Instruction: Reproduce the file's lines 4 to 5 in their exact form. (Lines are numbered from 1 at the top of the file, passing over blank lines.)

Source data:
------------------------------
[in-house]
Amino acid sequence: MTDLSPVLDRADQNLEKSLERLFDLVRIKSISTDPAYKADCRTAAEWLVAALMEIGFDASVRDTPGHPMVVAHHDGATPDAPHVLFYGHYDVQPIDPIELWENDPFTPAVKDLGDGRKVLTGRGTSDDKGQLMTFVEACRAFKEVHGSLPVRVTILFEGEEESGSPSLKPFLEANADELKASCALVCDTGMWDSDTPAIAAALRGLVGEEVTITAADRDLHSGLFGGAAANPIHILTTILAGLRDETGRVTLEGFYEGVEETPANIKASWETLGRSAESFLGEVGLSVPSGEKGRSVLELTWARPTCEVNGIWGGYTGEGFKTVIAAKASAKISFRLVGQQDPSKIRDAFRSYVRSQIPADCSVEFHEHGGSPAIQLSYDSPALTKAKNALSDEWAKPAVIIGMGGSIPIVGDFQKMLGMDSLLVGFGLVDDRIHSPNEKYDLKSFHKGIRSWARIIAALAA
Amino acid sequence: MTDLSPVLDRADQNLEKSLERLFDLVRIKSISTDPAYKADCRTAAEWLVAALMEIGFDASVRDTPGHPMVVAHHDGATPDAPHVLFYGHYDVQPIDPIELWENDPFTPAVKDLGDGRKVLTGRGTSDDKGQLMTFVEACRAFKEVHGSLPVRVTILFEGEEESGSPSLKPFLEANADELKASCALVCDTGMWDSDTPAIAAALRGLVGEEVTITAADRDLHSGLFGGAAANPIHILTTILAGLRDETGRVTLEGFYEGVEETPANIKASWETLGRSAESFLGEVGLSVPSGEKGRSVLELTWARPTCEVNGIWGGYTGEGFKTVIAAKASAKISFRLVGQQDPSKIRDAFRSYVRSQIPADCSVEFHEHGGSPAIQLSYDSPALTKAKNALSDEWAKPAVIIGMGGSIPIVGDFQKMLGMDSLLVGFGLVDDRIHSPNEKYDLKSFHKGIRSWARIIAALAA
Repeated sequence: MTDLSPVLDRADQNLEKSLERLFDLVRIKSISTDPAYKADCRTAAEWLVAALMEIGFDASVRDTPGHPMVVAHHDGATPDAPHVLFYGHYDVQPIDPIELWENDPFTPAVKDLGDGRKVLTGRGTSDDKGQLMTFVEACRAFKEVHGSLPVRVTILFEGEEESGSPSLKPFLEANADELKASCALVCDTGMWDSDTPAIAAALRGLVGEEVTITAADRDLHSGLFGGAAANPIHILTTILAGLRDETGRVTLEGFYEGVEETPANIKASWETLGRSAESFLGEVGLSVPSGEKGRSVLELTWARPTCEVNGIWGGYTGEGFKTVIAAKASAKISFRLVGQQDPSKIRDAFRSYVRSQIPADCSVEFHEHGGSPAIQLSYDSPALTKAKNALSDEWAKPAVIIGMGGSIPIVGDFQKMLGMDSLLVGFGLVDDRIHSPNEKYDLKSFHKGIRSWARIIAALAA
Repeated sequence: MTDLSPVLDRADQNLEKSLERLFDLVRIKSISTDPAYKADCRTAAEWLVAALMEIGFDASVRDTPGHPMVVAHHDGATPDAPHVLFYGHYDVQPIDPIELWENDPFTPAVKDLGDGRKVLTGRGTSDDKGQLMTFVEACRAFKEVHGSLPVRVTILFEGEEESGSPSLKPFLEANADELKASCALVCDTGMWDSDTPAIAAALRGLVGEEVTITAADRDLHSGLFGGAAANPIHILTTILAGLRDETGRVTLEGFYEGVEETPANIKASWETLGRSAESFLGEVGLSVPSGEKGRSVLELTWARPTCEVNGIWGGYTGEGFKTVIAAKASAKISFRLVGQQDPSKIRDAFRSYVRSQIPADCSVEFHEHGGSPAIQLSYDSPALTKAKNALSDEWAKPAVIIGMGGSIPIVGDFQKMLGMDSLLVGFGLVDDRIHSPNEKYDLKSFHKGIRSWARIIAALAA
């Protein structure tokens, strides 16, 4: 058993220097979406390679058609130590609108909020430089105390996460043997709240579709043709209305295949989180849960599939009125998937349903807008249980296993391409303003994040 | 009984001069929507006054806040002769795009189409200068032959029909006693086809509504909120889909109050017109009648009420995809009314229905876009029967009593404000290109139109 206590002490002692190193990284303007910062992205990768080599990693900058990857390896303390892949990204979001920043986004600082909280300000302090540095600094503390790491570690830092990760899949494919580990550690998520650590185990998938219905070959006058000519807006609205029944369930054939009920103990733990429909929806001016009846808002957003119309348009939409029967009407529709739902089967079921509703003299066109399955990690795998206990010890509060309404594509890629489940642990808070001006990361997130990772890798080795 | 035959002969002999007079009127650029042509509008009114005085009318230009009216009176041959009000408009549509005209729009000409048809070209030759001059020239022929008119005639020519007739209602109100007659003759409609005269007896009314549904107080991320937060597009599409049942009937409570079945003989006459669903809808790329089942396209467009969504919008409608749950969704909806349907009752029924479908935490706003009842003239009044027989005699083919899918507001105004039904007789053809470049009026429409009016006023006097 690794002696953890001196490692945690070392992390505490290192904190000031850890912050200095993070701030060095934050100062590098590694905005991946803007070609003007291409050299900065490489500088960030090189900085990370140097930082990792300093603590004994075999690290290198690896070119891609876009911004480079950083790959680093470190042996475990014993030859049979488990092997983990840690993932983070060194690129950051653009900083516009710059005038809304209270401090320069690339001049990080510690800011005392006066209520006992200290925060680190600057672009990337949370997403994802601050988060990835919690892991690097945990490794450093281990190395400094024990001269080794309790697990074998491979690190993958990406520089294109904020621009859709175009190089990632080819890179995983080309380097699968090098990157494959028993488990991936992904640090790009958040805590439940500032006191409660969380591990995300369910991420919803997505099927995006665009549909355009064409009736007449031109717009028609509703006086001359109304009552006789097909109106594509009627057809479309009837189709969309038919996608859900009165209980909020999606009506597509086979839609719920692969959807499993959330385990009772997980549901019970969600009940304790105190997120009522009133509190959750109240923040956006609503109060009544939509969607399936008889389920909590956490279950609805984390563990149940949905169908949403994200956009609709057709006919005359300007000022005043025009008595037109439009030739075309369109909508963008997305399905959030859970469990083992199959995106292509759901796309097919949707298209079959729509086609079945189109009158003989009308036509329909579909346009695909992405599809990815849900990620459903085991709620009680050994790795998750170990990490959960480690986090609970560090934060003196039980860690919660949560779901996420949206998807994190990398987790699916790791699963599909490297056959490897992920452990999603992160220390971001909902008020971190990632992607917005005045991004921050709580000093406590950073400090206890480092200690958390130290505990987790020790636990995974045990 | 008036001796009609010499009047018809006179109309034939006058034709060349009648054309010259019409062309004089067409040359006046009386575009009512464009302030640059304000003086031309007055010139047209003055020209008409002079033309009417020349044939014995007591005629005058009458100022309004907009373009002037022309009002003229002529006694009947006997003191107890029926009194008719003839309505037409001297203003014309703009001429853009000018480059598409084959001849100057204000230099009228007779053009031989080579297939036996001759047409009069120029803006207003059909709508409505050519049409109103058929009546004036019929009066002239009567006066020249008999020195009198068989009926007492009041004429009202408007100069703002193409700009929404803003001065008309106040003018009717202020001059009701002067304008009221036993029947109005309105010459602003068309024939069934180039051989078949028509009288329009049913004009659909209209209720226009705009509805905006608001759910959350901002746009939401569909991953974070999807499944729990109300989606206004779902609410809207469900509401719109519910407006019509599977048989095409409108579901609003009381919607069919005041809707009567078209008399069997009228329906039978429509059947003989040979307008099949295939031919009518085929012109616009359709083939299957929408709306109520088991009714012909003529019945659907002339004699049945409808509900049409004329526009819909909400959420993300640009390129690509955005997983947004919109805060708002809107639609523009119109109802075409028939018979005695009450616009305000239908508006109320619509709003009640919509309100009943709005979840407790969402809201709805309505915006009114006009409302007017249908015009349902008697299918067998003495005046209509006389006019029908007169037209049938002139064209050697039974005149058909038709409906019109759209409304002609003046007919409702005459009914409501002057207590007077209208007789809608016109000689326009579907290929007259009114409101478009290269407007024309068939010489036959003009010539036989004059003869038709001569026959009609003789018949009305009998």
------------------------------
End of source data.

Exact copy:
Repeated sequence: MTDLSPVLDRADQNLEKSLERLFDLVRIKSISTDPAYKADCRTAAEWLVAALMEIGFDASVRDTPGHPMVVAHHDGATPDAPHVLFYGHYDVQPIDPIELWENDPFTPAVKDLGDGRKVLTGRGTSDDKGQLMTFVEACRAFKEVHGSLPVRVTILFEGEEESGSPSLKPFLEANADELKASCALVCDTGMWDSDTPAIAAALRGLVGEEVTITAADRDLHSGLFGGAAANPIHILTTILAGLRDETGRVTLEGFYEGVEETPANIKASWETLGRSAESFLGEVGLSVPSGEKGRSVLELTWARPTCEVNGIWGGYTGEGFKTVIAAKASAKISFRLVGQQDPSKIRDAFRSYVRSQIPADCSVEFHEHGGSPAIQLSYDSPALTKAKNALSDEWAKPAVIIGMGGSIPIVGDFQKMLGMDSLLVGFGLVDDRIHSPNEKYDLKSFHKGIRSWARIIAALAA
Repeated sequence: MTDLSPVLDRADQNLEKSLERLFDLVRIKSISTDPAYKADCRTAAEWLVAALMEIGFDASVRDTPGHPMVVAHHDGATPDAPHVLFYGHYDVQPIDPIELWENDPFTPAVKDLGDGRKVLTGRGTSDDKGQLMTFVEACRAFKEVHGSLPVRVTILFEGEEESGSPSLKPFLEANADELKASCALVCDTGMWDSDTPAIAAALRGLVGEEVTITAADRDLHSGLFGGAAANPIHILTTILAGLRDETGRVTLEGFYEGVEETPANIKASWETLGRSAESFLGEVGLSVPSGEKGRSVLELTWARPTCEVNGIWGGYTGEGFKTVIAAKASAKISFRLVGQQDPSKIRDAFRSYVRSQIPADCSVEFHEHGGSPAIQLSYDSPALTKAKNALSDEWAKPAVIIGMGGSIPIVGDFQKMLGMDSLLVGFGLVDDRIHSPNEKYDLKSFHKGIRSWARIIAALAA